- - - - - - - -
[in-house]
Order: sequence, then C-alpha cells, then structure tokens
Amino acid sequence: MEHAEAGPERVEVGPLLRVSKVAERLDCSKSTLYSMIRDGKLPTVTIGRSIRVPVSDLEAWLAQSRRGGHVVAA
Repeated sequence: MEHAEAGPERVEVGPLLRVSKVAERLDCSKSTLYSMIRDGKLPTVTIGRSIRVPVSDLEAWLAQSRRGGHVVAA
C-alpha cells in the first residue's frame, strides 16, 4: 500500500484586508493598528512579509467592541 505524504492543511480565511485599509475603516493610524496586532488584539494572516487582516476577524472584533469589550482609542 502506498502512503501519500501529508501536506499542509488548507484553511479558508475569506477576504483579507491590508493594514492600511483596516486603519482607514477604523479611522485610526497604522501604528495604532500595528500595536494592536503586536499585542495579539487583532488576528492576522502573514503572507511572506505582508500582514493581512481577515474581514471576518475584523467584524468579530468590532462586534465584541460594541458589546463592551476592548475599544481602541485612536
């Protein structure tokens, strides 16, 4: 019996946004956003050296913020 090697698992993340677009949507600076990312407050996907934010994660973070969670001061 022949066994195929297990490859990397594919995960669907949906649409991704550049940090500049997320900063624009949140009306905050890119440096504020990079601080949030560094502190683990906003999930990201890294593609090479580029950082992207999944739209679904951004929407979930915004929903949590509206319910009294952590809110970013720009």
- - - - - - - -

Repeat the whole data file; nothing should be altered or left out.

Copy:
[in-house]
Order: sequence, then C-alpha cells, then structure tokens
Amino acid sequence: MEHAEAGPERVEVGPLLRVSKVAERLDCSKSTLYSMIRDGKLPTVTIGRSIRVPVSDLEAWLAQSRRGGHVVAA
Repeated sequence: MEHAEAGPERVEVGPLLRVSKVAERLDCSKSTLYSMIRDGKLPTVTIGRSIRVPVSDLEAWLAQSRRGGHVVAA
C-alpha cells in the first residue's frame, strides 16, 4: 500500500484586508493598528512579509467592541 505524504492543511480565511485599509475603516493610524496586532488584539494572516487582516476577524472584533469589550482609542 502506498502512503501519500501529508501536506499542509488548507484553511479558508475569506477576504483579507491590508493594514492600511483596516486603519482607514477604523479611522485610526497604522501604528495604532500595528500595536494592536503586536499585542495579539487583532488576528492576522502573514503572507511572506505582508500582514493581512481577515474581514471576518475584523467584524468579530468590532462586534465584541460594541458589546463592551476592548475599544481602541485612536
């Protein structure tokens, strides 16, 4: 019996946004956003050296913020 090697698992993340677009949507600076990312407050996907934010994660973070969670001061 022949066994195929297990490859990397594919995960669907949906649409991704550049940090500049997320900063624009949140009306905050890119440096504020990079601080949030560094502190683990906003999930990201890294593609090479580029950082992207999944739209679904951004929407979930915004929903949590509206319910009294952590809110970013720009």